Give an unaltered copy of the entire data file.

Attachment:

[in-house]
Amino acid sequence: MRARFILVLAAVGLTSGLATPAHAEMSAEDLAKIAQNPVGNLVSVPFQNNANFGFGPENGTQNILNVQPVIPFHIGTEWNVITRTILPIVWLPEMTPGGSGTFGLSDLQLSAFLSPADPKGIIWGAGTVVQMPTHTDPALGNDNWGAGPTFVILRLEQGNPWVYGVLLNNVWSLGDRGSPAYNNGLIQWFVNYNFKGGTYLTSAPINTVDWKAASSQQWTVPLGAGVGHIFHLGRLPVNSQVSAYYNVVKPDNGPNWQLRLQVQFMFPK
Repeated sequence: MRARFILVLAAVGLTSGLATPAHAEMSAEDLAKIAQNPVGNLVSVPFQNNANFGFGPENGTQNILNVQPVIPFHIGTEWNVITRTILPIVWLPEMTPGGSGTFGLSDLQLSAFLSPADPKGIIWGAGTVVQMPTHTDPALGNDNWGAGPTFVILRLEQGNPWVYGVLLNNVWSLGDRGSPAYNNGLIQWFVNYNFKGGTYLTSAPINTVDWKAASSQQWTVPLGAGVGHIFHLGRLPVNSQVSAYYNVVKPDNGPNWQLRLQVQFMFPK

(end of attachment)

[in-house]
Amino acid sequence: MRARFILVLAAVGLTSGLATPAHAEMSAEDLAKIAQNPVGNLVSVPFQNNANFGFGPENGTQNILNVQPVIPFHIGTEWNVITRTILPIVWLPEMTPGGSGTFGLSDLQLSAFLSPADPKGIIWGAGTVVQMPTHTDPALGNDNWGAGPTFVILRLEQGNPWVYGVLLNNVWSLGDRGSPAYNNGLIQWFVNYNFKGGTYLTSAPINTVDWKAASSQQWTVPLGAGVGHIFHLGRLPVNSQVSAYYNVVKPDNGPNWQLRLQVQFMFPK
Repeated sequence: MRARFILVLAAVGLTSGLATPAHAEMSAEDLAKIAQNPVGNLVSVPFQNNANFGFGPENGTQNILNVQPVIPFHIGTEWNVITRTILPIVWLPEMTPGGSGTFGLSDLQLSAFLSPADPKGIIWGAGTVVQMPTHTDPALGNDNWGAGPTFVILRLEQGNPWVYGVLLNNVWSLGDRGSPAYNNGLIQWFVNYNFKGGTYLTSAPINTVDWKAASSQQWTVPLGAGVGHIFHLGRLPVNSQVSAYYNVVKPDNGPNWQLRLQVQFMFPK